JP2016184968A (en) * 2012-03-06 2016-10-20 インターデイジタル パテント ホールディングス インコーポレイテッド Support for large number of devices in wireless communication

Families Citing this family (68)

* Cited by examiner, † Cited by third party
Publication number Priority date Publication date Assignee Title
CN106231668A (en) * 2011-02-22 2016-12-14 松下知识产权经营株式会社 Wireless communication system and wireless slave and master units
US8885533B2 (en) * 2011-07-13 2014-11-11 Zte Corporation Enhancement of slotted mode operation for wireless communication
CN103369691B (en) * 2012-03-26 2019-01-15 中兴通讯股份有限公司 Downlink data collides method, access point and the website avoided
CN103369597B (en) * 2012-03-31 2018-11-09 中兴通讯股份有限公司 The sending method and device of radio frames
US9820302B2 (en) * 2012-04-13 2017-11-14 Lg Electronics Inc. Channel access method in wireless communication system and apparatus for same
US8774719B2 (en) * 2012-04-16 2014-07-08 Qualcomm Incorporated System and method for WLAN and SCO bluetooth coexistence
US8971452B2 (en) 2012-05-29 2015-03-03 Magnolia Broadband Inc. Using 3G/4G baseband signals for tuning beamformers in hybrid MIMO RDN systems
US8885757B2 (en) 2012-05-29 2014-11-11 Magnolia Broadband Inc. Calibration of MIMO systems with radio distribution networks
US8644413B2 (en) 2012-05-29 2014-02-04 Magnolia Broadband Inc. Implementing blind tuning in hybrid MIMO RF beamforming systems
US8649458B2 (en) 2012-05-29 2014-02-11 Magnolia Broadband Inc. Using antenna pooling to enhance a MIMO receiver augmented by RF beamforming
US8767862B2 (en) 2012-05-29 2014-07-01 Magnolia Broadband Inc. Beamformer phase optimization for a multi-layer MIMO system augmented by radio distribution network
US9154204B2 (en) 2012-06-11 2015-10-06 Magnolia Broadband Inc. Implementing transmit RDN architectures in uplink MIMO systems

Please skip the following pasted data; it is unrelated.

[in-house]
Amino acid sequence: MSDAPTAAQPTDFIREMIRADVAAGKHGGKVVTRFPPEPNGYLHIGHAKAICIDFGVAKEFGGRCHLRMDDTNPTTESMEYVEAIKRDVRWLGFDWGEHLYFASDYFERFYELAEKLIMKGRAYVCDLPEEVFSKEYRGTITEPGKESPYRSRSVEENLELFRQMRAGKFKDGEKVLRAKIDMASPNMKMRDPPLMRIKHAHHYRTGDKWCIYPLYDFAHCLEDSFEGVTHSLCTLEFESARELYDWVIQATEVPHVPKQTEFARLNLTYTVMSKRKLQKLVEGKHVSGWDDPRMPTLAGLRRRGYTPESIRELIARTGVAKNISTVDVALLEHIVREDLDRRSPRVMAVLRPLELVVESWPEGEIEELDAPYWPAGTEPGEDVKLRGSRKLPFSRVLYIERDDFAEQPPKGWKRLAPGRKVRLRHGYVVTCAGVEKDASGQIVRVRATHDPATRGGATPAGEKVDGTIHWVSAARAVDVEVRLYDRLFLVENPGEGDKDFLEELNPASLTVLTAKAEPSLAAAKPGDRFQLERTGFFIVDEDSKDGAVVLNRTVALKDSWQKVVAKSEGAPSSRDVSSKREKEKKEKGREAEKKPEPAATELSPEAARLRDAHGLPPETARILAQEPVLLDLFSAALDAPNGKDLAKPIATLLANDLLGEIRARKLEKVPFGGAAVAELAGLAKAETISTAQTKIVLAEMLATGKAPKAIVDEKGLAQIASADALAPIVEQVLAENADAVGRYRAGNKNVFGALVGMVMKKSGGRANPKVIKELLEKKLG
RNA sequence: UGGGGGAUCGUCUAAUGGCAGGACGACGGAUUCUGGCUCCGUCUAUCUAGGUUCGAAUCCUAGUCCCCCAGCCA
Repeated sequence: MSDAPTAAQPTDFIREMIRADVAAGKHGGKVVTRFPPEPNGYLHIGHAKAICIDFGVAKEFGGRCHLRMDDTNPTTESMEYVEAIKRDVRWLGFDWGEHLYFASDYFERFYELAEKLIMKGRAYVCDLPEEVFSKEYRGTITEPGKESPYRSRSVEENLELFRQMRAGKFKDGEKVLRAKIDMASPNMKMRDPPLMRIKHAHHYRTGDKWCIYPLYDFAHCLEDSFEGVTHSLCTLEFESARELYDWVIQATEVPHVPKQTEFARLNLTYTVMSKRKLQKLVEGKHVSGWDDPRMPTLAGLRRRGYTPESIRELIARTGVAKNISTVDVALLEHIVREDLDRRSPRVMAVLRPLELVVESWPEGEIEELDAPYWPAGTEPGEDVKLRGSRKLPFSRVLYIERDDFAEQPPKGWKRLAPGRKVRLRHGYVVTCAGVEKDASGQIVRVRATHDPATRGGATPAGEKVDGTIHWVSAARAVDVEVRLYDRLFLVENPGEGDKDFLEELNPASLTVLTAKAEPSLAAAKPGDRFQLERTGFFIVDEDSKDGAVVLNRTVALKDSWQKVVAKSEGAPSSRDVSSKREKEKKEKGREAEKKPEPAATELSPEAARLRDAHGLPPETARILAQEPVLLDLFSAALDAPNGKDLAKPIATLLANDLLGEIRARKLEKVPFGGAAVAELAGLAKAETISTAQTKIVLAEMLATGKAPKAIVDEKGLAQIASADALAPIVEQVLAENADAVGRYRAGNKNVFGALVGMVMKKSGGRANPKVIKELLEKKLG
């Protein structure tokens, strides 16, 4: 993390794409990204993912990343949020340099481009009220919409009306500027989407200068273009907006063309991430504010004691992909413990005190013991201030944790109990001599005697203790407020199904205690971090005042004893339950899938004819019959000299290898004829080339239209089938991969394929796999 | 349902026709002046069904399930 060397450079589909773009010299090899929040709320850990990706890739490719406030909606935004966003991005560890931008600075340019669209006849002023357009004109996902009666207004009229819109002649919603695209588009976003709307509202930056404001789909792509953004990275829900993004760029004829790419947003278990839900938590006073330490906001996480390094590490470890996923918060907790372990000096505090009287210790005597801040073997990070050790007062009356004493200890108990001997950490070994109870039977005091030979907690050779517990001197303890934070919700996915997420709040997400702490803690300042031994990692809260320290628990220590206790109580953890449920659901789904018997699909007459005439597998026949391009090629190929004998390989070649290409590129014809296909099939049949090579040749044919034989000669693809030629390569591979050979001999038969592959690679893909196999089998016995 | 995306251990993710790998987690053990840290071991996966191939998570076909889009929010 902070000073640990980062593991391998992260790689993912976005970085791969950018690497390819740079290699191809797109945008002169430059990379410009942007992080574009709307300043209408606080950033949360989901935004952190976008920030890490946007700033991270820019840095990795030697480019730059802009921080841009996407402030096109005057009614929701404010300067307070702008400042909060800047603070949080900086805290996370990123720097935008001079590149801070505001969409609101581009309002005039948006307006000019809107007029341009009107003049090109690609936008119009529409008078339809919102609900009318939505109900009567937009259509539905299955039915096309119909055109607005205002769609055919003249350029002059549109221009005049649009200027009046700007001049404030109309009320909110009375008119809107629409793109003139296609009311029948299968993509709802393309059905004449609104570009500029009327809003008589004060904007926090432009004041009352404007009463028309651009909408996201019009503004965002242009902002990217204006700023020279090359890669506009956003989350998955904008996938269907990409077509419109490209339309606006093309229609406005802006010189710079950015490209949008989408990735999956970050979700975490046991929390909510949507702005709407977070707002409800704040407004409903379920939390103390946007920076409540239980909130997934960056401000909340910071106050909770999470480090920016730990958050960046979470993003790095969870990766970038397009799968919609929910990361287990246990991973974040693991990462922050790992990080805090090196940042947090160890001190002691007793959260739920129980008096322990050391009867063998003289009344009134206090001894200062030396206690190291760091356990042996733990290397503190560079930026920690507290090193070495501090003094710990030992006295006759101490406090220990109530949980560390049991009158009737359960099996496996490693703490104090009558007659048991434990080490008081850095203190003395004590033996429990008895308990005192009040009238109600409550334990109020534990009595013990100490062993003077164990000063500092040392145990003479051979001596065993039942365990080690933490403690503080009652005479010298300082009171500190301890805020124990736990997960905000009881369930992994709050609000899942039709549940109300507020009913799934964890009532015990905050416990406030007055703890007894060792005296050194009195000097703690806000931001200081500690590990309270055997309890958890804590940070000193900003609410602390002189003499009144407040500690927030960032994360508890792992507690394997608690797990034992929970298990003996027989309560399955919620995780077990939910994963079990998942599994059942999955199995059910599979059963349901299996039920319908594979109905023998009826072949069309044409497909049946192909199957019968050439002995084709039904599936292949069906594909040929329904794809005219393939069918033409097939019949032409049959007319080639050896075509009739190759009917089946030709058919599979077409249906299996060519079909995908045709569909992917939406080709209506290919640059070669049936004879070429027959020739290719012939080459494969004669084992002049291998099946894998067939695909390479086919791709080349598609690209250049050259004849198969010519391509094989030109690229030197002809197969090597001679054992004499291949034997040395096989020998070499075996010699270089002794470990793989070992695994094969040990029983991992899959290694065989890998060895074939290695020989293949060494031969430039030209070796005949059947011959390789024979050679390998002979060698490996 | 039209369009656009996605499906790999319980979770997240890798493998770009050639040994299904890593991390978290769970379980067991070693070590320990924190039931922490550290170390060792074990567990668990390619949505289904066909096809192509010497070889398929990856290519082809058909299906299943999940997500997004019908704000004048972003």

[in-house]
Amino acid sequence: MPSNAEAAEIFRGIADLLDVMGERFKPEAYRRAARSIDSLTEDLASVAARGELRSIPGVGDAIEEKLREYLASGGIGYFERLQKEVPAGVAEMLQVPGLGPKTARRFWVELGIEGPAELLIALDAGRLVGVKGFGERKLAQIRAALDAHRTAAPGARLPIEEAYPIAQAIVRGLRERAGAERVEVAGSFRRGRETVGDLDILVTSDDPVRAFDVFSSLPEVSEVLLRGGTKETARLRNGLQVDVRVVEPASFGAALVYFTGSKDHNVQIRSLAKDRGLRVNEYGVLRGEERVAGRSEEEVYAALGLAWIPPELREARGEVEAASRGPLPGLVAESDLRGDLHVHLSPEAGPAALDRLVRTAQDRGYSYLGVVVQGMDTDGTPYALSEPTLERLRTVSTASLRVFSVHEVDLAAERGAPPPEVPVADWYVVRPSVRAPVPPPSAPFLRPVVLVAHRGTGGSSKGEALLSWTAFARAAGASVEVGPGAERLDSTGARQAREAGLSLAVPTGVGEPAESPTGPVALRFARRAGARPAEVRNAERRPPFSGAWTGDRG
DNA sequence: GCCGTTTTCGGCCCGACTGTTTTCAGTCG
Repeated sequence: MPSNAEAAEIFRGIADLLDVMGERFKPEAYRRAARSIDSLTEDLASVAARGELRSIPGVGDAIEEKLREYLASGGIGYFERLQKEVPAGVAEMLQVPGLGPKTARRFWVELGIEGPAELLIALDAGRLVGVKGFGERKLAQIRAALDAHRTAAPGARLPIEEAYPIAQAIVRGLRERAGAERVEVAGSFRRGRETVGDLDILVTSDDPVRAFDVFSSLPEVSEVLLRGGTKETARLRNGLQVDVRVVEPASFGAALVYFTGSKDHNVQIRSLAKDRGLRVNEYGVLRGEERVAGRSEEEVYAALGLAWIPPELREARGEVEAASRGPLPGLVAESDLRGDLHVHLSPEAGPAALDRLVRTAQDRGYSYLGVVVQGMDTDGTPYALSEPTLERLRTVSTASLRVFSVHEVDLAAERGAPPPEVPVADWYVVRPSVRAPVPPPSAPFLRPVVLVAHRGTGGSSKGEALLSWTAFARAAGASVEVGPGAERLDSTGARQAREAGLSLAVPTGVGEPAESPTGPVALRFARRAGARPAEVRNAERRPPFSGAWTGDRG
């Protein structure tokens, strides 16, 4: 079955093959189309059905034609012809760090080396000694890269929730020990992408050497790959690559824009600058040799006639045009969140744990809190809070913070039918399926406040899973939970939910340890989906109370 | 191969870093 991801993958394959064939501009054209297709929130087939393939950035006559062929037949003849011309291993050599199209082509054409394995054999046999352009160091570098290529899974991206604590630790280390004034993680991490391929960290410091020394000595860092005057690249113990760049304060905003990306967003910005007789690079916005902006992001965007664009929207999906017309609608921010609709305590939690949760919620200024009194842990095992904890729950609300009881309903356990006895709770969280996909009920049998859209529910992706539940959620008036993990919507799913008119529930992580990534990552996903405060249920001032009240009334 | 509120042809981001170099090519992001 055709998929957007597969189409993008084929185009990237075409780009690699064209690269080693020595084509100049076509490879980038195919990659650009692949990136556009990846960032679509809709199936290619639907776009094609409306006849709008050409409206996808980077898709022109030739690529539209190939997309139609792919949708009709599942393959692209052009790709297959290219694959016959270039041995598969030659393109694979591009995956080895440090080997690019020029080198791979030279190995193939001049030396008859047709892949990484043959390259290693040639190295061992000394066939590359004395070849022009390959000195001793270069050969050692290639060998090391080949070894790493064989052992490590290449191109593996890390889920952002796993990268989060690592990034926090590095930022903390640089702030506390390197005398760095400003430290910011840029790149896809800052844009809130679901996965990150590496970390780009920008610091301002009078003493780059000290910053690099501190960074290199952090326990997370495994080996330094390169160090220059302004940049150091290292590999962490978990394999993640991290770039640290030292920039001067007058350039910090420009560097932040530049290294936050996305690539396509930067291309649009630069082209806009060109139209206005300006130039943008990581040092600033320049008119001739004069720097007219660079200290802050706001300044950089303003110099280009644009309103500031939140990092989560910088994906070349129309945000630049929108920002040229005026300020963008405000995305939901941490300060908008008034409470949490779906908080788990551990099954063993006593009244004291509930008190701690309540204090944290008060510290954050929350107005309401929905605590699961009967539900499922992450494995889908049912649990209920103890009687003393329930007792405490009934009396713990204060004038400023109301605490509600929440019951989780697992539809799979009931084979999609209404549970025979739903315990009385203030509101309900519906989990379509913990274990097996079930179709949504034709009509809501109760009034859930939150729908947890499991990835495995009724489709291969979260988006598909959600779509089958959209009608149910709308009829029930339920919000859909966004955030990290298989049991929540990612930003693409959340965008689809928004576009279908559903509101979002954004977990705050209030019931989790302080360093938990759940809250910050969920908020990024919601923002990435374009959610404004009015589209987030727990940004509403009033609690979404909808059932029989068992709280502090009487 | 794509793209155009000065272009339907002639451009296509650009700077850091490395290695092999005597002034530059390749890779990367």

KR101553856B1 (en) * 2012-06-13 2015-09-17 주식회사 케이티 Method for channel access in wireless local area network system
WO2013191448A1 (en) * 2012-06-18 2013-12-27 엘지전자 주식회사 Method and apparatus for initial access distribution over wireless lan
US9019874B2 (en) * 2012-06-27 2015-04-28 Nokia Corporation Method, apparatus, and computer program product for resolving hidden node in synchronized DCF based channel access
WO2014042437A2 (en) * 2012-09-11 2014-03-20 엘지전자 주식회사 Method and apparatus for accessing initial channel in wireless lan
KR20140042755A (en) * 2012-09-28 2014-04-07 한국전자통신연구원 Method and apparatus for sector discovery in wireless lan system
US9414311B2 (en) * 2012-10-30 2016-08-09 Qualcomm Incorporated Systems and methods for power savings in wireless communications
US8797969B1 (en) 2013-02-08 2014-08-05 Magnolia Broadband Inc. Implementing multi user multiple input multiple output (MU MIMO) base station using single-user (SU) MIMO co-located base stations
US9343808B2 (en) 2013-02-08 2016-05-17 Magnotod Llc Multi-beam MIMO time division duplex base station using subset of radios
US20140226740A1 (en) 2013-02-13 2014-08-14 Magnolia Broadband Inc. Multi-beam co-channel wi-fi access point
US8989103B2 (en) 2013-02-13 2015-03-24 Magnolia Broadband Inc. Method and system for selective attenuation of preamble reception in co-located WI FI access points
US9648559B2 (en) * 2013-03-08 2017-05-09 Futurewei Technologies, Inc. Systems and methods for differentiated fast initial link setup
US10159096B2 (en) * 2013-03-12 2018-12-18 At&T Intellectual Property I, L.P. System and method of achieving fairness in a mixture of full-duplex and half-duplex nodes in a wireless network
US9155110B2 (en) 2013-03-27 2015-10-06 Magnolia Broadband Inc. System and method for co-located and co-channel Wi-Fi access points
US9100968B2 (en) 2013-05-09 2015-08-04 Magnolia Broadband Inc. Method and system for digital cancellation scheme with multi-beam
US20140335871A1 (en) * 2013-05-13 2014-11-13 Nokia Corporation Method, apparatus, and computer program product for enabling nav protection for restricted access window
US9425882B2 (en) 2013-06-28 2016-08-23 Magnolia Broadband Inc. Wi-Fi radio distribution network stations and method of operating Wi-Fi RDN stations
US8995416B2 (en) * 2013-07-10 2015-03-31 Magnolia Broadband Inc. System and method for simultaneous co-channel access of neighboring access points